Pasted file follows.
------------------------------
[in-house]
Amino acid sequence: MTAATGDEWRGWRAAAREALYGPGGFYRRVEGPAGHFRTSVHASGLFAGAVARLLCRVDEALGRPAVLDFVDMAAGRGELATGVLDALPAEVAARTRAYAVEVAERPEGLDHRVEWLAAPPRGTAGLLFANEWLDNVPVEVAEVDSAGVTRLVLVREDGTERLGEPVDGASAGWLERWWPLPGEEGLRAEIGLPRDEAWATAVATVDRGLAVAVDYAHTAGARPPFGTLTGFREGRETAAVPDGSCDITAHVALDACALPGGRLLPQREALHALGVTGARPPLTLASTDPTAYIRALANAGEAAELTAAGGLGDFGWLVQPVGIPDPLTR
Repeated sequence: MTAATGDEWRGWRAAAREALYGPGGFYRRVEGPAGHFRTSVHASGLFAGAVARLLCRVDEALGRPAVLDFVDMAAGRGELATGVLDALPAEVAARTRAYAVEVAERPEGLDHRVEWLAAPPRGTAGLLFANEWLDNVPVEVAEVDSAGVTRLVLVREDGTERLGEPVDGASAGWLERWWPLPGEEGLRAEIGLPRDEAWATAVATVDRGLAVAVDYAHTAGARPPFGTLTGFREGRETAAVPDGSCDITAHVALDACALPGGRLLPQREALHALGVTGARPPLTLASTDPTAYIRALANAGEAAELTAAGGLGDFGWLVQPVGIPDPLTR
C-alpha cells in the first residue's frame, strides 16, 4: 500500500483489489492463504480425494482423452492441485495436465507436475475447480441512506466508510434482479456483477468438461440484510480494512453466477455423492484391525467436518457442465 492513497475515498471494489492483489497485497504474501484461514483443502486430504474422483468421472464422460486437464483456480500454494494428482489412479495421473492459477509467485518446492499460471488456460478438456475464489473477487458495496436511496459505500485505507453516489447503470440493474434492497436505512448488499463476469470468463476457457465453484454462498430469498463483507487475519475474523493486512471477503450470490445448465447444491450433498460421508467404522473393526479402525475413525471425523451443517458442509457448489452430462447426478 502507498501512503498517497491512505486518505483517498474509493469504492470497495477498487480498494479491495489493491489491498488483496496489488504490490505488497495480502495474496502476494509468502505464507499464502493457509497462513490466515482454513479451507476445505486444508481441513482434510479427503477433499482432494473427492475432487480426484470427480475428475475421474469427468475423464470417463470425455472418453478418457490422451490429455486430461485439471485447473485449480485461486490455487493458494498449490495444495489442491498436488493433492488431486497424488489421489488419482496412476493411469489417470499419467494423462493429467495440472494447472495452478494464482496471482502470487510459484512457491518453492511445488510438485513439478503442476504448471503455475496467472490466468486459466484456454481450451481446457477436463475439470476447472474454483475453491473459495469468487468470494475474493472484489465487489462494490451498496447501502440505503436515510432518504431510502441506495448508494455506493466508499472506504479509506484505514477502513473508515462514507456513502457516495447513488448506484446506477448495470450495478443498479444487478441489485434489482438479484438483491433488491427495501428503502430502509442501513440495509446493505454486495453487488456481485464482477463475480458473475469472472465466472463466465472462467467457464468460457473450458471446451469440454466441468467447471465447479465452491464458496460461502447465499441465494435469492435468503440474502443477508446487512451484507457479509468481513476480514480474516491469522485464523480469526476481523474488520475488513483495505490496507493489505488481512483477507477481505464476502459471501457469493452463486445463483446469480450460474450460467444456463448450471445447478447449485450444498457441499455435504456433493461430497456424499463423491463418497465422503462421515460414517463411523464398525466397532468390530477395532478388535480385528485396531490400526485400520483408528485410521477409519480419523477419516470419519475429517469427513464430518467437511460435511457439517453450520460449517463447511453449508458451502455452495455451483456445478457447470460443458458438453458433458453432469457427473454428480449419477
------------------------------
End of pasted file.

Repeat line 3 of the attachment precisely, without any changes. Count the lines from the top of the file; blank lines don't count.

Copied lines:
Repeated sequence: MTAATGDEWRGWRAAAREALYGPGGFYRRVEGPAGHFRTSVHASGLFAGAVARLLCRVDEALGRPAVLDFVDMAAGRGELATGVLDALPAEVAARTRAYAVEVAERPEGLDHRVEWLAAPPRGTAGLLFANEWLDNVPVEVAEVDSAGVTRLVLVREDGTERLGEPVDGASAGWLERWWPLPGEEGLRAEIGLPRDEAWATAVATVDRGLAVAVDYAHTAGARPPFGTLTGFREGRETAAVPDGSCDITAHVALDACALPGGRLLPQREALHALGVTGARPPLTLASTDPTAYIRALANAGEAAELTAAGGLGDFGWLVQPVGIPDPLTR